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Drive manipulation, any consensus?

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Drive manipulation, any consensus?

Postby dejhantulip » Fri May 16, 2014 2:35 pm

Hey everyone!

Quick question regarding the DRIVE paramater in various nebula programs.

I have read in AlexB's manuals and some other threads here and in gearslutz that the Drive parameter should be left alone because it can introduce artifacts and unpleasant sounds. I would like to know if there is a consensus on whether it is safe/ok/recommended to tweak it upward or downwards?

What are your thoughts regarding this matter?
Also, do *you* tweak it?

Thanks!


-DT
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Re: Drive manipulation, any consensus?

Postby jorismak » Fri May 16, 2014 3:09 pm

1) there is a difference between 'drive' and 'gdrive', please take notice of that :)

2) if it sounds good to you, use it. That rule always applies.

3) the 'drive' generates extra harmonic distortion, by 'faking' the THD that is in the captures. It artificially increases the harmonic distortion.. so it is 'not real', and I think that is why a lot of people don't want to use it :P.

4) the 'gdrive' method is more natural, more real. It is basically a trim for your input and output volume, that's it. So increasing the gdrive makes it so that your signal hits the captured-preset harder. Most (if not all) nebula captures are done at different levels, and the harder they hit the real device, the more harmonic distortion nebula captures. So increasing the gdrive, increases the level of your signal as it hits the nebula-preset (without changing output-level) and thus picks the captures in the nebula preset that are mot 'hot' and generally speaking have more harmonics (but can also have different EQ curves for instance).

In other words, increasing 'gdrive' is the same as increasing input gain, and then decreasing output gain by the same amount. And vice versa.
increasing 'drive' overhypes the harmonics in a not-real way.
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Re: Drive manipulation, any consensus?

Postby dejhantulip » Fri May 16, 2014 4:58 pm

jorismak wrote:1) there is a difference between 'drive' and 'gdrive', please take notice of that :)

2) if it sounds good to you, use it. That rule always applies.

3) the 'drive' generates extra harmonic distortion, by 'faking' the THD that is in the captures. It artificially increases the harmonic distortion.. so it is 'not real', and I think that is why a lot of people don't want to use it :P.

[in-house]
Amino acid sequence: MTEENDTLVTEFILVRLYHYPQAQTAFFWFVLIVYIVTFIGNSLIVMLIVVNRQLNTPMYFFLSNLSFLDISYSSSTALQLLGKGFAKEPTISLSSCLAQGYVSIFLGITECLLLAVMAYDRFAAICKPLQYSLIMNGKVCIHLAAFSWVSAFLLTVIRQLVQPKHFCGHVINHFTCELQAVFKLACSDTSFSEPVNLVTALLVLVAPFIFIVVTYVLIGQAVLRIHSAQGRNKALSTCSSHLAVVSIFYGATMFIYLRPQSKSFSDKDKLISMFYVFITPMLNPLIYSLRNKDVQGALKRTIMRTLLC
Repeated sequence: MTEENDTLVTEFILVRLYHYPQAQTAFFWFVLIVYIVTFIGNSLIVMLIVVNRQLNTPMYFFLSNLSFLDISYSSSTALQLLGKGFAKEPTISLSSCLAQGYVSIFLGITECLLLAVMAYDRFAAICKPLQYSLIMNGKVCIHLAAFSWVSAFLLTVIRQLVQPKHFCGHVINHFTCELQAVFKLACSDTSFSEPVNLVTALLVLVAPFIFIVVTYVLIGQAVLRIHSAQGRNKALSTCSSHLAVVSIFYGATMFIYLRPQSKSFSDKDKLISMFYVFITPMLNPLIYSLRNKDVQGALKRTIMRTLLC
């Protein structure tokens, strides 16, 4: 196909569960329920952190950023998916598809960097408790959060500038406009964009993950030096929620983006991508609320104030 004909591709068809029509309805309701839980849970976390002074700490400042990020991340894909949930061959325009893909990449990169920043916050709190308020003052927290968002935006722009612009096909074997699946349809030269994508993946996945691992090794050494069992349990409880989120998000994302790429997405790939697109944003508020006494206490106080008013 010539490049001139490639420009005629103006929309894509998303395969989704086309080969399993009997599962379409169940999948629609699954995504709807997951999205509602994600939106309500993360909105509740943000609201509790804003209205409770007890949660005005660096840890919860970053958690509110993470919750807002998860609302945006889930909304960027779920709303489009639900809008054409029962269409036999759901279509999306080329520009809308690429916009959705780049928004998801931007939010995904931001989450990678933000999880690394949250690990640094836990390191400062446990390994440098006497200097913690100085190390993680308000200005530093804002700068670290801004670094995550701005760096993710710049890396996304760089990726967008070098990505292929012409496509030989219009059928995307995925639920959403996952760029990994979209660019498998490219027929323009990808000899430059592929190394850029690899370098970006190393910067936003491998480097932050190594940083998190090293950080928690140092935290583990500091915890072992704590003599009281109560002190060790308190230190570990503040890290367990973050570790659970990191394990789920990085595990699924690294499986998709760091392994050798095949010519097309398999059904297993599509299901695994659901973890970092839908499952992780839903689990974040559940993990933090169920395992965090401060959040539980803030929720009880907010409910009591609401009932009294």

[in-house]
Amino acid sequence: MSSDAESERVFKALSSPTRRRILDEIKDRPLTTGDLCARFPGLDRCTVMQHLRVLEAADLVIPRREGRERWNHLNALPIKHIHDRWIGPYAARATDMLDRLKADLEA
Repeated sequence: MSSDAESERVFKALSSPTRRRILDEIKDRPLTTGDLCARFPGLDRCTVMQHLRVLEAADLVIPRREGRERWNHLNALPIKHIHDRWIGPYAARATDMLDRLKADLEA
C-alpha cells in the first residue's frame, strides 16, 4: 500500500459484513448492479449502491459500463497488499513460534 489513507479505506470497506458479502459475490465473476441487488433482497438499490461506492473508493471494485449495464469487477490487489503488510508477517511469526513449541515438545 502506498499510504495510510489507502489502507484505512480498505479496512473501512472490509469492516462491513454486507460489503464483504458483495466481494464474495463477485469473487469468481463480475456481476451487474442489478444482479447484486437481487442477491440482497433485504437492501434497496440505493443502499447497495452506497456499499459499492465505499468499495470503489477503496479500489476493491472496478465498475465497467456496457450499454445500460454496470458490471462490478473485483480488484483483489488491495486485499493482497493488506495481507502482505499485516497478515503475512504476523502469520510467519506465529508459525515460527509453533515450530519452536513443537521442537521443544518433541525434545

4) the 'gdrive' method is more natural, more real. It is basically a trim for your input and output volume, that's it. So increasing the gdrive makes it so that your signal hits the captured-preset harder. Most (if not all) nebula captures are done at different levels, and the harder they hit the real device, the more harmonic distortion nebula captures. So increasing the gdrive, increases the level of your signal as it hits the nebula-preset (without changing output-level) and thus picks the captures in the nebula preset that are mot 'hot' and generally speaking have more harmonics (but can also have different EQ curves for instance).

In other words, increasing 'gdrive' is the same as increasing input gain, and then decreasing output gain by the same amount. And vice versa.
increasing 'drive' overhypes the harmonics in a not-real way.


Amazing explanaion, thanks!
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Re: Drive manipulation, any consensus?

Postby Support » Fri May 16, 2014 7:40 pm

From the sampling NAT point of view.

The advantage of using a sweep is that at any time we produce only a single frequency, and any distortion introduced will consist of the harmonics of that frequency only. If we use a rising frequency sweep, the harmonics will be generated ahead of the same frequencies appearing in the signal. So after deconvolution, any distortion will appear as spurious peaks in negative time in the impulse response, and most of it can then be edited, or deleted.

This is the reason you can increase or decrease 2nd to 10th harmonic, NAT auto edit harmonic called H2 to H10. So you sample a gear and you get an infinite possibility. GDrive is more natural effect than use drive but you decide. Also sweep (brute force) technique rejects noise (extra super cool feature)
Best regards,
Enrique Silveti.
Acustica Audio customer and technical support
http://www.acustica-audio.com
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